Determining the primary energy demand and greenhouse gas emission of carrots : Comparing organic and conventional small scale carrot production and supply in Sweden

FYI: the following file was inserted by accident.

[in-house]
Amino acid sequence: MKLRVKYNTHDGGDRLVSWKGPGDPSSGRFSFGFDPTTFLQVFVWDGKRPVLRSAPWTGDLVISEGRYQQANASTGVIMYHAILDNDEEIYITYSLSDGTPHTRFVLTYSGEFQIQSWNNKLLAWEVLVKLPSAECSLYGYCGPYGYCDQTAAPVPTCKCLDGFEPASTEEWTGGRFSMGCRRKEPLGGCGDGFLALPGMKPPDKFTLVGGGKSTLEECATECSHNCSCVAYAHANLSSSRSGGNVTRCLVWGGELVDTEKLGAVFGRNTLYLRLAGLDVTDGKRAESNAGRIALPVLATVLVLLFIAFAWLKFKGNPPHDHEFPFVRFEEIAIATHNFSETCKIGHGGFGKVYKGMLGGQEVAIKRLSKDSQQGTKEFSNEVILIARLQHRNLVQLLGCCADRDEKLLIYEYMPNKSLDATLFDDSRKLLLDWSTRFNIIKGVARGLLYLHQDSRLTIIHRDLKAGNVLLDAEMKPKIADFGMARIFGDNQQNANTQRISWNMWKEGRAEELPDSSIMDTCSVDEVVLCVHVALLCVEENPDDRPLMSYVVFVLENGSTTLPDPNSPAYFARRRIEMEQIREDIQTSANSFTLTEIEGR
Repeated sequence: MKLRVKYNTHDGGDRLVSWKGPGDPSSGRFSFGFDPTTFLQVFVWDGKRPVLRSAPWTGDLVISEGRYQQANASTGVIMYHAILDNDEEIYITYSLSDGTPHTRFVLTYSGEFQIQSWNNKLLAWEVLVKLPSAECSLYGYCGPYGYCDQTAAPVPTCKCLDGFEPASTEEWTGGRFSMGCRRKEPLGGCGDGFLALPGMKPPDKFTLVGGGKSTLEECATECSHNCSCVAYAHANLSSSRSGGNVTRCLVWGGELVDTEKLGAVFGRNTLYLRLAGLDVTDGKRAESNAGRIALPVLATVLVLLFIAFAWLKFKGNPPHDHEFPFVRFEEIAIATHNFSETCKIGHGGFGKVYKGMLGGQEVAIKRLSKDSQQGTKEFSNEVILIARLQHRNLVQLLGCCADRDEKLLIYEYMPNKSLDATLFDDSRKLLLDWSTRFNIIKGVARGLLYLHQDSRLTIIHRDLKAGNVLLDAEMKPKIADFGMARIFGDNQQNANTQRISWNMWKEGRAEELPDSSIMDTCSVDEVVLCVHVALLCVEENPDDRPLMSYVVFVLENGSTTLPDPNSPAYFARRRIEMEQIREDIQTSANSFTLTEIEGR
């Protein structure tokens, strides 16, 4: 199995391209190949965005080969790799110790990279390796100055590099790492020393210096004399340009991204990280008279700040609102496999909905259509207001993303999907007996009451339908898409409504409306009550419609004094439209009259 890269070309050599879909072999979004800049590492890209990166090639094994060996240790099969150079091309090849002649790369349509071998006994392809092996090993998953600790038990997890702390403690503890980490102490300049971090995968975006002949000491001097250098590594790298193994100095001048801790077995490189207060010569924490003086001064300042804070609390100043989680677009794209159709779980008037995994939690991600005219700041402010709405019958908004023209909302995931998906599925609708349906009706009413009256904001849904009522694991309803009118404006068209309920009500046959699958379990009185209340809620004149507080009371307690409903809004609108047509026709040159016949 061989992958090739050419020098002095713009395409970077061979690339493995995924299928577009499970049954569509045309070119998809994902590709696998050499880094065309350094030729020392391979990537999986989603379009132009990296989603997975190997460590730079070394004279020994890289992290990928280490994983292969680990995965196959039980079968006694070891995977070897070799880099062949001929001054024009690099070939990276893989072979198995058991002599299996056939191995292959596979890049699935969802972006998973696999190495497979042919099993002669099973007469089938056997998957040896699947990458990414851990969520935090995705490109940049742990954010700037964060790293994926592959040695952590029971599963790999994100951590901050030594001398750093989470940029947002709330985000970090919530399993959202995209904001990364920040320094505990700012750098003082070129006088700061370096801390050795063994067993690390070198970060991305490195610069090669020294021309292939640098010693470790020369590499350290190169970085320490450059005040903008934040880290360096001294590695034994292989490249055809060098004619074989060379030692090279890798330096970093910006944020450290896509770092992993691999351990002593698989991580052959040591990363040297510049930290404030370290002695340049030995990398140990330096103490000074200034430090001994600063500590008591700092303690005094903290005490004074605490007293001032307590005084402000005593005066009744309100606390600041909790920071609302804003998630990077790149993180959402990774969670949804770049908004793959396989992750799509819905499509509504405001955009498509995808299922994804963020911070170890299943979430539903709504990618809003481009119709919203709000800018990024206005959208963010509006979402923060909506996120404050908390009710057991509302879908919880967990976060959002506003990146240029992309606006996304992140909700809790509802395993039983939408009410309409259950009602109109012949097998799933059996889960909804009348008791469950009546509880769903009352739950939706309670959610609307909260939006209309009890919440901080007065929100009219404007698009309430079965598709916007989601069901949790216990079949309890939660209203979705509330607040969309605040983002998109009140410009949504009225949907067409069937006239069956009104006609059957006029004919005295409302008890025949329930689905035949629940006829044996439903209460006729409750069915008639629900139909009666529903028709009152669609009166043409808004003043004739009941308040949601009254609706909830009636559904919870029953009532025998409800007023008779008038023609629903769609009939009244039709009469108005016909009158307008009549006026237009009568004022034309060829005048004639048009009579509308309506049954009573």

Abstract: This study assessed the environmental performance of organic and conventional carrots produced and supplied in Sweden, as well as mapping out and describing the local carrot production and supply in Sweden to lay the roundwork for a decision support, primarily aimed at Swedish farmers and consumers. A life cycle assessment (LCA) methodology with the system boundary from carrot cultivation to consumer gate and a functional unit (FU) of 1 kg of carrots at the farm was applied, using the LCA software SimaPro 8.5.2. The information necessary for the life cycle inventory (LCI) was partially obtained from a literature review and partially from two questionnaires that were devised. Additionally, a sensitivity analysis focusing on the assumptions pertaining to the transportation has been made. The life cycle impact assessment (LCIA) focused on two impact categories: cumulative energy demand (CED) and global warming potential (GWP). The LCIA results indicated that, in the organic case, CED and GWP values were 4.45 MJ and 0.193 kg CO2 eq per FU respectively. The obtained values for CED and GWP for the conventional carrot case were 4.82 MJ and 0.216 kg CO2 eq per FU respectively. This means that the organic carrot case had less impact (about 92% in terms of CED and 89% in terms of GWP), compared to the conventional carrot case. The transportation accounted for the largest impact, especially in terms of GWP, followed by the post-harvest processes and agricultural production for the organic carrot case. For the conventional case however, the agricultural production had a larger impact than the post-harvest processes. The largest contributing factors to the impact of the agricultural production of organic carrots were identified as the plastic used for mulching and the diesel use, while the largest contributing factors for the agricultural production of conventional carrots were identified as the plastic used to package pesticides and fertilizer, the fertilizer itself, electricity use and diesel use. The largest contributing factor to the CED of the post-harvest processes was identified as the electricity use, whilst the plastic packaging had the highest impact in terms of GWP. Finally, the single largest contributing factor was identified as the transportation from retailer to household, accounting for about 84% of the GWP and 88% of the CED from the transportation stage. This is equivalent to the transportation between retailer and household amounting to about 67% of GWP and 47% of CED for the organic carrot life cycle, as well as about 60% of GWP and 43% of CED for the conventional carrot life cycle.
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